Writer: Michael Allred
Artist: Michale Allred, Laura Allred (colors)
Publisher: Image Comics
“We are Atomic!”
As a big fan of Mike Allred and Madman, I am pained to say I was somewhat disappointed by this issue. Here, Allred continues his epic, long-teased “Madman in Space” story, but this installment is focused mostly on getting his other creations, The Atomics, involved. So this means Madman (a.k.a. Frank Einstein), having learned between issues what he is supposed to be doing on his big space quest (not to be confused with Roger Wilco’s various Space Quests), contacts his teammates telepathically, lets them know he’s still alive, and uses cosmic powers to transport them to wherever he is. It seems too easy, and it kind of cheapens and deflates the tension that had built about the others thinking Frank is dead. Maybe Allred couldn’t bear to have his characters be in pain.
Also a little bit cheap: the revelation of the identities of “The Four,” a long-running mystery in the various Madman series. It turns out the other three members (we had known Frank was one of The Four for quite a long time) are some of The Atomics, characters that were created well after the original idea of Frank’s destiny was introduced (well, actually, they were around as the Mutant Street Beatniks before they became The Atomics, but I doubt Allred had been planning to make them part of this plot back then). So it seems like Allred is shoehorning his favored creations into this plot just so he can have them along for the ride. I’m sure he will show the reason these specific characters are important, but it seems awkward and forced right now.
And speaking of awkward and forced, the lengthy exposition gets tiresome this issue. It’s kind of unavoidable when characters get whisked away to space to fight a cosmic menace; they and the readers have to learn what exactly they are fighting and why. But it still means we get pages with lots of text about destiny and prophecy and the end of the universe. At least Allred makes it interesting, with bright colors and characters climbing on the hand of the image Frank is projecting of himself.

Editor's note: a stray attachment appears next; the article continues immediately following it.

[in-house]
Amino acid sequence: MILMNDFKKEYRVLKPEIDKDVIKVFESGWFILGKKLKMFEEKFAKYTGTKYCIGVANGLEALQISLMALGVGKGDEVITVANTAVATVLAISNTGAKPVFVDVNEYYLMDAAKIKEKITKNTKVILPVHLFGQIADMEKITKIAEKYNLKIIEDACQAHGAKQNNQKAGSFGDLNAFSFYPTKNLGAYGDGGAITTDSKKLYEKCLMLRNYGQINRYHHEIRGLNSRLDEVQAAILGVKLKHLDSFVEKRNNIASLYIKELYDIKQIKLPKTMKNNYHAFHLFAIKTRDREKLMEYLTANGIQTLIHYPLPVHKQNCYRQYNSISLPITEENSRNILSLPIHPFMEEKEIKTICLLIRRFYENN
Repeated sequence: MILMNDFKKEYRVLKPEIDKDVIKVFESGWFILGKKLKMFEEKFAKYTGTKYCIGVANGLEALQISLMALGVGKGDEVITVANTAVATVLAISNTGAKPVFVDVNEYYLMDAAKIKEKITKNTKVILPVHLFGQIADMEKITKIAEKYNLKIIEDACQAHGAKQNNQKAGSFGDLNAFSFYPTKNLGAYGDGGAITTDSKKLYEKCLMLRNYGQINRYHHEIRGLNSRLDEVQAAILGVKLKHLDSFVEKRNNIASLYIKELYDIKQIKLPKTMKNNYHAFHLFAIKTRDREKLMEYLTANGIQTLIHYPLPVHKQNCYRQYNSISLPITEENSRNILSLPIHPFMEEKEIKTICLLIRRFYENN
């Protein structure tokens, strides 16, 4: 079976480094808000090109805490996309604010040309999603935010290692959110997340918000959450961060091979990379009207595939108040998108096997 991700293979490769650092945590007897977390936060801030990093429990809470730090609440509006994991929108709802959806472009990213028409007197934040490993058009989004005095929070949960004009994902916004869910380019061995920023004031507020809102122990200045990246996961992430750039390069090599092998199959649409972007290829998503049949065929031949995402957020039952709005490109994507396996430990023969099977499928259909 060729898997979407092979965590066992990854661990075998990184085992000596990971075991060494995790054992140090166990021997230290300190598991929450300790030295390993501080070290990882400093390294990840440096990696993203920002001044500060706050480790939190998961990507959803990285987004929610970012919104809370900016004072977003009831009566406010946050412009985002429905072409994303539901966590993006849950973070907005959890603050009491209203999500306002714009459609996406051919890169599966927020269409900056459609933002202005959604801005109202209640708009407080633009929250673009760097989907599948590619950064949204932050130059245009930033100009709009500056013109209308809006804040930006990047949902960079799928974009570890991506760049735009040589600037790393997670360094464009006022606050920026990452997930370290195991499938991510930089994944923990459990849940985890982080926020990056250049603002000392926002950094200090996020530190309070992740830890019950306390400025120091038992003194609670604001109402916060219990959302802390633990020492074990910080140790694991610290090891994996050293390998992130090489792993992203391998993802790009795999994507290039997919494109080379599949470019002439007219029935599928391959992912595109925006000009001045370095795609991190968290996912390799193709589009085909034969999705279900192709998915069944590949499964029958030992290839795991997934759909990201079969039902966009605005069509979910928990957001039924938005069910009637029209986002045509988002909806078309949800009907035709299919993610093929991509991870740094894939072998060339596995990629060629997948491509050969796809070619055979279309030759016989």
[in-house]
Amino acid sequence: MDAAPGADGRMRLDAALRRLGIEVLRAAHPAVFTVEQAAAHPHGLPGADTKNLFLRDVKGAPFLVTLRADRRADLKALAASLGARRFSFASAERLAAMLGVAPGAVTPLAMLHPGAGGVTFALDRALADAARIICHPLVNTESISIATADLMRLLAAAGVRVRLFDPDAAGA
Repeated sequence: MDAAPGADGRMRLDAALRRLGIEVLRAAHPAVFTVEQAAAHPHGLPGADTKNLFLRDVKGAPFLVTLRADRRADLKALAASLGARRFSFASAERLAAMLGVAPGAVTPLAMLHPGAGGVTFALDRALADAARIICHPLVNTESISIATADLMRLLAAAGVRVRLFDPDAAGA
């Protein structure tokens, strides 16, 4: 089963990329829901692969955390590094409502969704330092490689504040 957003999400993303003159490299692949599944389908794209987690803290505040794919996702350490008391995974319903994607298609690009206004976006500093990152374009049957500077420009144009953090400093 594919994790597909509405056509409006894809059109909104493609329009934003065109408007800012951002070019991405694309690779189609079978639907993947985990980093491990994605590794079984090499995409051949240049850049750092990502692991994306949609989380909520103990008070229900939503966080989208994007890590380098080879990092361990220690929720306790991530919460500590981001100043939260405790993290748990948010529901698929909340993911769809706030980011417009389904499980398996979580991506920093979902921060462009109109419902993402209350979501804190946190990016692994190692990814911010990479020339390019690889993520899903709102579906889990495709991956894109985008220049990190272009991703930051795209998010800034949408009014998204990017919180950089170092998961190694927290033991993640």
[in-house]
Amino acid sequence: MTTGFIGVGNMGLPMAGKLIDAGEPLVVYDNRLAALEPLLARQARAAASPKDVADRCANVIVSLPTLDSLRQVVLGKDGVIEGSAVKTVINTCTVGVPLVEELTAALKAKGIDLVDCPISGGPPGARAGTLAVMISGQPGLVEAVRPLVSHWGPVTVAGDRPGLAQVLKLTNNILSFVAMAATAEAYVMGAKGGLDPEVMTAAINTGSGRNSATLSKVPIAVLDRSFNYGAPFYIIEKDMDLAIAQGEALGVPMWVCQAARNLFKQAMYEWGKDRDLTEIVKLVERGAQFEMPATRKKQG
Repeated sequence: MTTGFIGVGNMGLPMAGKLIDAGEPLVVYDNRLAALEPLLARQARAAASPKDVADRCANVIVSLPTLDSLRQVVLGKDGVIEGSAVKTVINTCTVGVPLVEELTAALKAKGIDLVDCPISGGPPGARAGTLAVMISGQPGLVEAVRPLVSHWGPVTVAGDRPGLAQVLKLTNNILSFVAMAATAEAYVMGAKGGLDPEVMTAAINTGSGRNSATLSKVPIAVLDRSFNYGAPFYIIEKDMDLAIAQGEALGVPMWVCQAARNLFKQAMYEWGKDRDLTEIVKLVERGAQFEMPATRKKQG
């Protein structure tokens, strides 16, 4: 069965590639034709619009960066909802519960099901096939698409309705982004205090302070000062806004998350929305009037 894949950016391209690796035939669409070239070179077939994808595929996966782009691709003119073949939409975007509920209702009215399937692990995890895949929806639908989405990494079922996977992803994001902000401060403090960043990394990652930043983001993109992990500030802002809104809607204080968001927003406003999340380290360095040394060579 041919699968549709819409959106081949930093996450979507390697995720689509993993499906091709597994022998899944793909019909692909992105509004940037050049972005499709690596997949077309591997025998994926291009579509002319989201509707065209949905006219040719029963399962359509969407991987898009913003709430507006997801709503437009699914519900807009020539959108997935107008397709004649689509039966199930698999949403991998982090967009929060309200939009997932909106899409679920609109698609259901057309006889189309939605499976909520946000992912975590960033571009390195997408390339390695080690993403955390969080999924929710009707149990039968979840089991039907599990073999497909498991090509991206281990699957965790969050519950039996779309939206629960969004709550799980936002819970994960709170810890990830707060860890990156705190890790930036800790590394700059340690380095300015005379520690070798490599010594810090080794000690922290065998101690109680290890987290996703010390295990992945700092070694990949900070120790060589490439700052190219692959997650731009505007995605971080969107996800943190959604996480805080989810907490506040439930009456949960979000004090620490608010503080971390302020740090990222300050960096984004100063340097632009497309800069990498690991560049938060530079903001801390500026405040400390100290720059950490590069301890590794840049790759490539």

Really, the art is the redeeming quality of the issue; even if I’m not enamored of this issue’s clunky writing, I always have something pretty to look at. Allred continues with his large spreads of wacky, cosmic imagery, and later on the group encounters some delightfully weird aliens. There’s also a nice change to one of The Atomics, a character named Black Crystal (in classic comics fashion, he gets his name from his race, not the color of his crystals), who gets partially dissolved by a gas and becomes skinny and gangly, emphasizing his fragile, breakable structure. Laura Allred’s colors are beautiful, as always, really making the imagery seem to come alive. And there’s a bit of fun, exciting action that redeems the drudgery, including a bit in which two shape-shifting characters merge to form a bulldozer. Hey, why not?
So while it’s not the best issue, it’s still a decent Madman outing, and it sets up what is sure to be a huge cosmic battle that will change Madman’s world forever. Or maybe not, but at least it will be fun to read and beautiful to behold. I can’t wait to read it.
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